AutoCertificateRollover True determines weather the certificates are auto generated and promoted ($true) or if the administrator wishes to do this themselves ($false)
CertificateCriticalThreshold 2 The period of time, in days, prior to the expiration of a current primary signing or decryption certificate. When a certificate reaches this threshold, the Federation Service initiates the automatic certificate rollover service, generates a new certificate, and promotes it as the primary certificate. This rollover process occurs even if the critical threshold interval does not provide sufficient time for partners to replicate the new metadata.
CertificateDuration 365 365 is the default length of time the certificates are generated for {1 year}.
CertificateGenerationThreshold 20 20 days before the certificate expires, new token-signing certificates are generated.
CertificatePromotionThreshold 5 5 days after the new certificates are generated, they are promoted to primary.
CertificateRolloverInterval 720 Specifies the certificate rollover interval, in minutes. This value determines the frequency at which the Federation Service initiates the rollover service by polling to check whether new certificates need to be generated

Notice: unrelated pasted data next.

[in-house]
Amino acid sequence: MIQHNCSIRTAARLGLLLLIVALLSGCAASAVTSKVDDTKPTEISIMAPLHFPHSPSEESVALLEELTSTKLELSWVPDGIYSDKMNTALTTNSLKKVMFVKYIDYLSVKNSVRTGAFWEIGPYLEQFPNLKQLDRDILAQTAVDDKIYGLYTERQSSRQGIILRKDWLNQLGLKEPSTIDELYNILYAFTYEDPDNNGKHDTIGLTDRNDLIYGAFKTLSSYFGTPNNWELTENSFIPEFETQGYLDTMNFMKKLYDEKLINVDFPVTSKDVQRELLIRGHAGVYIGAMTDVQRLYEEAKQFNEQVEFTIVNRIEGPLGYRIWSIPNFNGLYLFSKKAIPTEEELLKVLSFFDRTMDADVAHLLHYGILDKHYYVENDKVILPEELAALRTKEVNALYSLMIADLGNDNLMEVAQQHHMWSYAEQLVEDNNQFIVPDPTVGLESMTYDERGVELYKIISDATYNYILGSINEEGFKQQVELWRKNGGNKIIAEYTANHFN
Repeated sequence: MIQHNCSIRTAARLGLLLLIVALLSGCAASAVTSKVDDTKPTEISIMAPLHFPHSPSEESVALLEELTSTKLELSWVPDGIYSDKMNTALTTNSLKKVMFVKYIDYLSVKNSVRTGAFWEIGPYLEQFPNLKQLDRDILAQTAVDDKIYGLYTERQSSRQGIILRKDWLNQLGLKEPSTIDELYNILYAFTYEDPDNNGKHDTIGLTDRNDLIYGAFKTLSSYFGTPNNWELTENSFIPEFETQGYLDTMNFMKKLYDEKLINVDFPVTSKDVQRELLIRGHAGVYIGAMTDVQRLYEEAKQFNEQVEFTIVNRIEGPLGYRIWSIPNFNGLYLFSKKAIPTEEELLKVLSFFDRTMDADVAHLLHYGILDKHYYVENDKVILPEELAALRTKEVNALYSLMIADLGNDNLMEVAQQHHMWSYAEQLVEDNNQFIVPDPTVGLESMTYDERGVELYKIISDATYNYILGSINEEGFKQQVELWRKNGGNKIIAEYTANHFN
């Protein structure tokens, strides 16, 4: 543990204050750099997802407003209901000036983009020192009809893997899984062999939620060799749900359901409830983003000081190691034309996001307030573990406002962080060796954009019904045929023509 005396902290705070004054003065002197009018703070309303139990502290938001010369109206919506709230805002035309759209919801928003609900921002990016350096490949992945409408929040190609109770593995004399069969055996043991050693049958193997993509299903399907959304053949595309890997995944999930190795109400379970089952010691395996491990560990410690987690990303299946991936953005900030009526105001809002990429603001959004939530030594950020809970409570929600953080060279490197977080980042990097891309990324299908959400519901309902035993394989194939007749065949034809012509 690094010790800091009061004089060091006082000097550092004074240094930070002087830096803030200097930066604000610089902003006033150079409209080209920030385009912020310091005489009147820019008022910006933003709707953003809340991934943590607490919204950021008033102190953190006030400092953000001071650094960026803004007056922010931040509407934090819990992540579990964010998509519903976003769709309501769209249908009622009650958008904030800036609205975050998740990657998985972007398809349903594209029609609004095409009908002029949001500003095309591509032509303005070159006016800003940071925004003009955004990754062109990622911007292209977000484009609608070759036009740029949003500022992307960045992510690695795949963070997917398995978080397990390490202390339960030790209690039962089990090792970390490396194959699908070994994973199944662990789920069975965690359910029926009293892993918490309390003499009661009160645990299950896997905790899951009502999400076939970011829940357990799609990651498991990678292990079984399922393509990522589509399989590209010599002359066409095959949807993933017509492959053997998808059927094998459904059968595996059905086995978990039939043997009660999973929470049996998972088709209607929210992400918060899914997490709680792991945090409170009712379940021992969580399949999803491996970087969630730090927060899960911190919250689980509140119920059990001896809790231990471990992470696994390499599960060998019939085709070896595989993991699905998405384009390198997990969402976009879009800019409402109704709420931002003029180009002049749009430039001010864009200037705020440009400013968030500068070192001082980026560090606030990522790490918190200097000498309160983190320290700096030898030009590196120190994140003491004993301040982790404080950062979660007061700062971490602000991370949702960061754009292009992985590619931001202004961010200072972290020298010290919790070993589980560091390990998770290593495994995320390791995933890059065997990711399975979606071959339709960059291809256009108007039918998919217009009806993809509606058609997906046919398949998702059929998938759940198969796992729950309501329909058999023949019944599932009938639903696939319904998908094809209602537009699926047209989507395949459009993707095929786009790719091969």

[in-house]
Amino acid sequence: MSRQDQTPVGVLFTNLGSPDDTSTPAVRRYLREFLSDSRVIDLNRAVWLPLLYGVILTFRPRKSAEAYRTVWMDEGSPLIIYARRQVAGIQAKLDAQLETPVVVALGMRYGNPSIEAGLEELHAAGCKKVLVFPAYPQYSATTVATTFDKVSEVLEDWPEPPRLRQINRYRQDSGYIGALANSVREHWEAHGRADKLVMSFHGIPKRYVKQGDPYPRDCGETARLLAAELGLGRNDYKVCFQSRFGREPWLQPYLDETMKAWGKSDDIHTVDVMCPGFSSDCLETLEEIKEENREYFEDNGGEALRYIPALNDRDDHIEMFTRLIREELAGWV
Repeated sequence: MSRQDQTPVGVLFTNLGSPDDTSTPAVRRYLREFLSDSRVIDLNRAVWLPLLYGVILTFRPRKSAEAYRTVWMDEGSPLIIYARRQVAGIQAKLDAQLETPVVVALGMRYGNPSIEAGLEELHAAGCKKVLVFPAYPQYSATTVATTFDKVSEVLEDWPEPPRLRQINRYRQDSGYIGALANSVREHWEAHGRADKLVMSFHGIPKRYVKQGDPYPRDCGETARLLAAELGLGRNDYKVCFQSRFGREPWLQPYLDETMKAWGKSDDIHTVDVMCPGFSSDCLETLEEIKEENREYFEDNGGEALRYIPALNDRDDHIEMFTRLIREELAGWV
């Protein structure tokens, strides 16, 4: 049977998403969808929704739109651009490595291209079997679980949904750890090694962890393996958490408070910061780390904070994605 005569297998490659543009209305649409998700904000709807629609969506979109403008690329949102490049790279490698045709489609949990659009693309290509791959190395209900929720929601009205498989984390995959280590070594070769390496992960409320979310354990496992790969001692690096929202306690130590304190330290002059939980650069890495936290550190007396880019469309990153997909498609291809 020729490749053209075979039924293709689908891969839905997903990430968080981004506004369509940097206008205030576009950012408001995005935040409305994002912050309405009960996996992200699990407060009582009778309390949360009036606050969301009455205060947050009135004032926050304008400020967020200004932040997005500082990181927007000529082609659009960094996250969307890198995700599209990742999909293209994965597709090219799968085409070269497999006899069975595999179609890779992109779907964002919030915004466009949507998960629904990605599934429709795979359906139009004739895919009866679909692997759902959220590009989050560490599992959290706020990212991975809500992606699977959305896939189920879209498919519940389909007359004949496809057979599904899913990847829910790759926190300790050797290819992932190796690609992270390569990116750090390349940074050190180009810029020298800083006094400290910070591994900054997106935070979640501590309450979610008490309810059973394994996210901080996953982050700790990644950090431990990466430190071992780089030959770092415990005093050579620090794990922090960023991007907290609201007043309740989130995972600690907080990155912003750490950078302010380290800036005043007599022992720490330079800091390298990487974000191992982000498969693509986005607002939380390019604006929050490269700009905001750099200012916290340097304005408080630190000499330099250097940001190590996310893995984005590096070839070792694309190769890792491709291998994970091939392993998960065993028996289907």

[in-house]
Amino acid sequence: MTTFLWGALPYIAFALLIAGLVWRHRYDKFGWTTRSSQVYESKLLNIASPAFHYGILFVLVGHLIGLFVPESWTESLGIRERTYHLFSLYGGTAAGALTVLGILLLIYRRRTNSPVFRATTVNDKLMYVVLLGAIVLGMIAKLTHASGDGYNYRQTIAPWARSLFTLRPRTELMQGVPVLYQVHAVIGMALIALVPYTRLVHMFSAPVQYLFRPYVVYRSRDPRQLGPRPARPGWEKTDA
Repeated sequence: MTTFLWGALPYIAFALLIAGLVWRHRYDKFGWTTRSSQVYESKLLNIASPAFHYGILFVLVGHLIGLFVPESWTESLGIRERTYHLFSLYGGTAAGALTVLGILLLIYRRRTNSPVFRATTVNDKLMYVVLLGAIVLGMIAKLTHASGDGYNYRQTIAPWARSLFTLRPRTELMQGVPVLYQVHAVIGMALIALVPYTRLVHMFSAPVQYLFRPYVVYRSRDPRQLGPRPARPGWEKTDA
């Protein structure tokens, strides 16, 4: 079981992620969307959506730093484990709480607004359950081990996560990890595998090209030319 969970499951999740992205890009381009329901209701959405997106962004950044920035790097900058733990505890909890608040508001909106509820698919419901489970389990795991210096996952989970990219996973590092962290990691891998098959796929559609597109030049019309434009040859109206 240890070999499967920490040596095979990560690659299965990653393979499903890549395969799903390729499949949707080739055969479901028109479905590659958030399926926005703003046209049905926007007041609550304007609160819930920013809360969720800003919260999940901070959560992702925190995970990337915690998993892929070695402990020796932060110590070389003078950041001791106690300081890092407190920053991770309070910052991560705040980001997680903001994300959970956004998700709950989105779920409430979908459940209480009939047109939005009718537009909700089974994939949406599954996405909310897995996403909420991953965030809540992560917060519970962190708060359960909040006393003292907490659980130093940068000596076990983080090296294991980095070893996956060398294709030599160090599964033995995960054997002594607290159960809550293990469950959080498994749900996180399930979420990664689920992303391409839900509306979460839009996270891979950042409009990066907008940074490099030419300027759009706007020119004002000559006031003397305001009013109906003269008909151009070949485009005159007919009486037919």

You can find out more details information about these attributes in the following TechNet article:

Example Configuration: {AutoCertificateRollOver=Enabled}

in this example, the default configuration is in place as per the above table.

  • Current Day = 01-07-2014 (1st July 2014)
  • Token Signing Certificate Expires: 25-07-2014
  • Office 365 Portal indicates that service will be affected in 10 days (10-07-2014) if the trust properties are not updated.
    • because if the federation trust is not updated with the new token-signing certificates prior to this date when the new certificate is promoted to primary SAML tokens issued won’t be valid.
  • 05-07-2014 is when the federation service generates new token-signing/decrypting certificates